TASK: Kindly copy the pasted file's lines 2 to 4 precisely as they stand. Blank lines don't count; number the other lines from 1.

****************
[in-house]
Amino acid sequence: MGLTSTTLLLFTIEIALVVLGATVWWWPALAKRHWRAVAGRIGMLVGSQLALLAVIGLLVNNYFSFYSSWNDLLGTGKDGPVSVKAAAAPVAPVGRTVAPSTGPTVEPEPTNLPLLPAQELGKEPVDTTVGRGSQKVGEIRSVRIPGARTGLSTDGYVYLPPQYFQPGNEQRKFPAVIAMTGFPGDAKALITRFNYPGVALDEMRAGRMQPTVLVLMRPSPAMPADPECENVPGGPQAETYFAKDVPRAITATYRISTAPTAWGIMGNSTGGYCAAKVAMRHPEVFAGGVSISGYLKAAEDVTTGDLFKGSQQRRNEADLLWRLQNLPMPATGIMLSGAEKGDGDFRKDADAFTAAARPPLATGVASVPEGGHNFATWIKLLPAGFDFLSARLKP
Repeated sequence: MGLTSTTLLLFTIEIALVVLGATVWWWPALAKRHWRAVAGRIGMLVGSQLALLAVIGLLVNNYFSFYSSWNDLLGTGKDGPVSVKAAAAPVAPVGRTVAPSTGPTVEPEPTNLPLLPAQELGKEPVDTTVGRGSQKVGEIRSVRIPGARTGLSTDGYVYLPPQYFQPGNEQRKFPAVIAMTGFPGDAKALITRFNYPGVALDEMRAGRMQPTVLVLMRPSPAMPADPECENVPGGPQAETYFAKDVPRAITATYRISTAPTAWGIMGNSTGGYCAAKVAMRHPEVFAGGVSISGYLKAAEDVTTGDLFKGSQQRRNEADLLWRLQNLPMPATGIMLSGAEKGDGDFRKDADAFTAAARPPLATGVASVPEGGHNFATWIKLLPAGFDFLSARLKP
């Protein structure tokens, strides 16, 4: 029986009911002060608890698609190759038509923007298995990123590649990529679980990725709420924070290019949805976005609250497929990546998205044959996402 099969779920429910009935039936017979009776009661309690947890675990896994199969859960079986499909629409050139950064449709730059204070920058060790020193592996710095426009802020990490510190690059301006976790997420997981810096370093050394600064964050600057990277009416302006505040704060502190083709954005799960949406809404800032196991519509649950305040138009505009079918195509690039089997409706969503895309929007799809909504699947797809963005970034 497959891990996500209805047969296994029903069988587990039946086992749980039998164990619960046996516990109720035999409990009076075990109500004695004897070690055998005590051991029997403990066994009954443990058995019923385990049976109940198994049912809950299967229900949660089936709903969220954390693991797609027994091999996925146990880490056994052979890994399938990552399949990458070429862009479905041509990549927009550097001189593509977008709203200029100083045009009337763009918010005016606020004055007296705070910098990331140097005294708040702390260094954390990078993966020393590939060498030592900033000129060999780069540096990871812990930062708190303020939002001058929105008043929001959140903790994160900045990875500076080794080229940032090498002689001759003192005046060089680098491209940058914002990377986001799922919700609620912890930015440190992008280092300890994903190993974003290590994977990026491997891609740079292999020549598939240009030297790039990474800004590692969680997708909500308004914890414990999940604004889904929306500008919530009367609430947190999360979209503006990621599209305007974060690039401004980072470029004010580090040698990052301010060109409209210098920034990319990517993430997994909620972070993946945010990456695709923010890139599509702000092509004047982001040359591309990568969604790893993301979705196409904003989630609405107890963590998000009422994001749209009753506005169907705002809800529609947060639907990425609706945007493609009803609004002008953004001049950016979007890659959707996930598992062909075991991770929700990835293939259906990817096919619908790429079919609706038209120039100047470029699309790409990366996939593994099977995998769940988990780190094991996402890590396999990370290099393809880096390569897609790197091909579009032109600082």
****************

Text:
Amino acid sequence: MGLTSTTLLLFTIEIALVVLGATVWWWPALAKRHWRAVAGRIGMLVGSQLALLAVIGLLVNNYFSFYSSWNDLLGTGKDGPVSVKAAAAPVAPVGRTVAPSTGPTVEPEPTNLPLLPAQELGKEPVDTTVGRGSQKVGEIRSVRIPGARTGLSTDGYVYLPPQYFQPGNEQRKFPAVIAMTGFPGDAKALITRFNYPGVALDEMRAGRMQPTVLVLMRPSPAMPADPECENVPGGPQAETYFAKDVPRAITATYRISTAPTAWGIMGNSTGGYCAAKVAMRHPEVFAGGVSISGYLKAAEDVTTGDLFKGSQQRRNEADLLWRLQNLPMPATGIMLSGAEKGDGDFRKDADAFTAAARPPLATGVASVPEGGHNFATWIKLLPAGFDFLSARLKP
Repeated sequence: MGLTSTTLLLFTIEIALVVLGATVWWWPALAKRHWRAVAGRIGMLVGSQLALLAVIGLLVNNYFSFYSSWNDLLGTGKDGPVSVKAAAAPVAPVGRTVAPSTGPTVEPEPTNLPLLPAQELGKEPVDTTVGRGSQKVGEIRSVRIPGARTGLSTDGYVYLPPQYFQPGNEQRKFPAVIAMTGFPGDAKALITRFNYPGVALDEMRAGRMQPTVLVLMRPSPAMPADPECENVPGGPQAETYFAKDVPRAITATYRISTAPTAWGIMGNSTGGYCAAKVAMRHPEVFAGGVSISGYLKAAEDVTTGDLFKGSQQRRNEADLLWRLQNLPMPATGIMLSGAEKGDGDFRKDADAFTAAARPPLATGVASVPEGGHNFATWIKLLPAGFDFLSARLKP
């Protein structure tokens, strides 16, 4: 029986009911002060608890698609190759038509923007298995990123590649990529679980990725709420924070290019949805976005609250497929990546998205044959996402 099969779920429910009935039936017979009776009661309690947890675990896994199969859960079986499909629409050139950064449709730059204070920058060790020193592996710095426009802020990490510190690059301006976790997420997981810096370093050394600064964050600057990277009416302006505040704060502190083709954005799960949406809404800032196991519509649950305040138009505009079918195509690039089997409706969503895309929007799809909504699947797809963005970034 497959891990996500209805047969296994029903069988587990039946086992749980039998164990619960046996516990109720035999409990009076075990109500004695004897070690055998005590051991029997403990066994009954443990058995019923385990049976109940198994049912809950299967229900949660089936709903969220954390693991797609027994091999996925146990880490056994052979890994399938990552399949990458070429862009479905041509990549927009550097001189593509977008709203200029100083045009009337763009918010005016606020004055007296705070910098990331140097005294708040702390260094954390990078993966020393590939060498030592900033000129060999780069540096990871812990930062708190303020939002001058929105008043929001959140903790994160900045990875500076080794080229940032090498002689001759003192005046060089680098491209940058914002990377986001799922919700609620912890930015440190992008280092300890994903190993974003290590994977990026491997891609740079292999020549598939240009030297790039990474800004590692969680997708909500308004914890414990999940604004889904929306500008919530009367609430947190999360979209503006990621599209305007974060690039401004980072470029004010580090040698990052301010060109409209210098920034990319990517993430997994909620972070993946945010990456695709923010890139599509702000092509004047982001040359591309990568969604790893993301979705196409904003989630609405107890963590998000009422994001749209009753506005169907705002809800529609947060639907990425609706945007493609009803609004002008953004001049950016979007890659959707996930598992062909075991991770929700990835293939259906990817096919619908790429079919609706038209120039100047470029699309790409990366996939593994099977995998769940988990780190094991996402890590396999990370290099393809880096390569897609790197091909579009032109600082």